How (Not) To Pitch A Blogger

I get a the growing feeling that we bloggers are being targeted more than we were by PR folk. Sure, there’s the Warner/Secret Machines/MP3 blog debacle, where a Warner employee used some hamfisted tactics to get some bloggers to write about a Warner act. But there are other tactics too, and some are more impressive than others.

I lead a double life as a technology columnist — indeed, that’s why this blog exists — so I get quite a lot of PR pitches, some of whom are hoping I’ll do a column on their client, some of whom are just looking for a blog entry. All of this is fair game, and assumes a degree of professionalism on both sides.

But I didn’t realise until today that there are media “lists” of bloggers out there who are now being targetted by PR types. I received a pitch from a US-based public relations company for the Motorola DCP600 Digital Video Home Entertainment System. The email began thus:

As a blogger focusing on news and trends within the technology sector, I thought that you would be interested in this innovative home entertainment system from Motorola. Please consider covering this new product in your blog. Feel free to contact me if you need further info, have any questions, etc.

Fair enough, except for a couple of things. First off, the email address used has never been posted on this blog, and has only been used for spam, phishing attacks and Nigerian email fraud for the past year. The only exception: A pitch by another PR guy, back in June 2003. So where did they get my email address?

A quick email later, and the PR company tells me: “I received your information through a media research database.” Fair enough. Bloggers, clearly, are being tracked, and that’s probably no great shakes. But why the out-of-date email address? And why no basic data which might shape the nature of the pitch, such as I also happen to be a technology columnist for Dow Jones?

What makes it all a tad weirder is that the pitch is for a product that was announced in January, seven months ago, and won’t be available in the stores until “either October or
November (in time for the holiday shopping season)” — another two or three months away. Not exactly a hot story, either way you look at it. If I was half-asleep (not that unusual, I admit) I might have just edited down the attached press release and bingo! Motorola would have had a bit of free publicity to keep their product bubbling away on the search engines until the product actually appears in the stores.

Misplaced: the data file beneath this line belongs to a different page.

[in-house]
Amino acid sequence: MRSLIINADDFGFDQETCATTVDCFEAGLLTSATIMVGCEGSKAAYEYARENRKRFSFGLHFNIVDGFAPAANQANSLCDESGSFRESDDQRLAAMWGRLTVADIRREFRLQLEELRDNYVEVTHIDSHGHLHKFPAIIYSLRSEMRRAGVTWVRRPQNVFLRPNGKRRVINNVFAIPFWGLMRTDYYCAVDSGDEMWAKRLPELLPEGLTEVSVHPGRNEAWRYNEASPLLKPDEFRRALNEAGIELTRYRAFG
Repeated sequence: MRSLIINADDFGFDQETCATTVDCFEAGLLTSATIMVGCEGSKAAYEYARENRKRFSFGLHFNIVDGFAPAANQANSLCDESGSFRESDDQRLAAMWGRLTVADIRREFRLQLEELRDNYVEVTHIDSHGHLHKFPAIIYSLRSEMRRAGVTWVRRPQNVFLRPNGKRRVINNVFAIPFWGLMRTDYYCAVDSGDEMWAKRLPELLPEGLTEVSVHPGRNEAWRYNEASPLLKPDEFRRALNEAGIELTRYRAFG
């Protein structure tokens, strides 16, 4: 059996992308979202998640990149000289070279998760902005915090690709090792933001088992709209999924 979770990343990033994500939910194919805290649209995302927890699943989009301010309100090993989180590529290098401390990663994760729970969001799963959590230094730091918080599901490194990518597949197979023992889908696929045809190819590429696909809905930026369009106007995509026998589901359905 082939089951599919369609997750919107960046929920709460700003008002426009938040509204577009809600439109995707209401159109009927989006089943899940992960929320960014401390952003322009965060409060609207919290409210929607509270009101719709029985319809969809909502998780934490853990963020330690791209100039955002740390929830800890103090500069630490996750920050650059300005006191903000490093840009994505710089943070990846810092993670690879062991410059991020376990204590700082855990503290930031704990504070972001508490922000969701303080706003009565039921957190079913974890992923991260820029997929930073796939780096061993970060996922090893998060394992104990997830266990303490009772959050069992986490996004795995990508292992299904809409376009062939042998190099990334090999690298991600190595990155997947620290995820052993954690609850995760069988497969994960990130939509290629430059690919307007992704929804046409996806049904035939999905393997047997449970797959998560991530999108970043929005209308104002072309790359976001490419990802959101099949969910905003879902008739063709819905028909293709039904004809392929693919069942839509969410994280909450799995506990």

Bottom line: I don’t mind being pitched. And I don’t mind it that much if the product is actually either too old to really get excited about, or too far away from the stores to burden readers with it. But couldn’t these media research databases, and the people who use them, do a bit of basic research (it’s called ‘Googling’) before they fire off their pitches? We bloggers, just like journalists, are a sensitive lot and hate to feel we’re being taken for a ride by folk who haven’t done their homework first. Otherwise it looks dangerously like spam.

Phone Commercials And Sloppy Eaters

Alan Reiter, the camera phone guy, has some interesting stuff to say about how phone companies are shooting themselves in the foot with dumb commercials that only reinforcing perceptions that camera+phone=public menace. He points to a TV commercial of a girl snapping a guy eating pasta like a slob, and then sending it to the guy’s fiancee. (I don’t know how this mini-story ends, but I assume the message is: “Buy a camera phone and avoid foolish mistakes like marrying a guy who doesn’t eat nice”.)

Anyway, Alan asks, “Wouldn’t you think that with all the money the handset vendors and cellular operators can spend on advertising and marketing, they would be able to come up with commercials that not only target the right demographics, but also wouldn’t wave a red flag in front of people who want to ban phones?” I agree. The ads I’ve seen in this part of the world only convince me that marketing folk haven’t got a clue about what users could do with these gadgets and so build their commercials around nonsensical scenarios involving butterflies, ocean-going yachts and beautiful people in tight sweaters. I think municipalities should ban the commercials, not the phones.

News: Draw Your Own Website

netomat, “a pioneer in communication software and network-based art”, has just released its new personal multimedia communication service. The beta (for both PC and Mac) is now available as a free download.

netomat allows anyone to “create and publish or send multimedia websites, emails and blogs using any combination of digital pictures, audio, voice, text, free-form drawing and animation — all in just a few minutes”. Looks intriguing.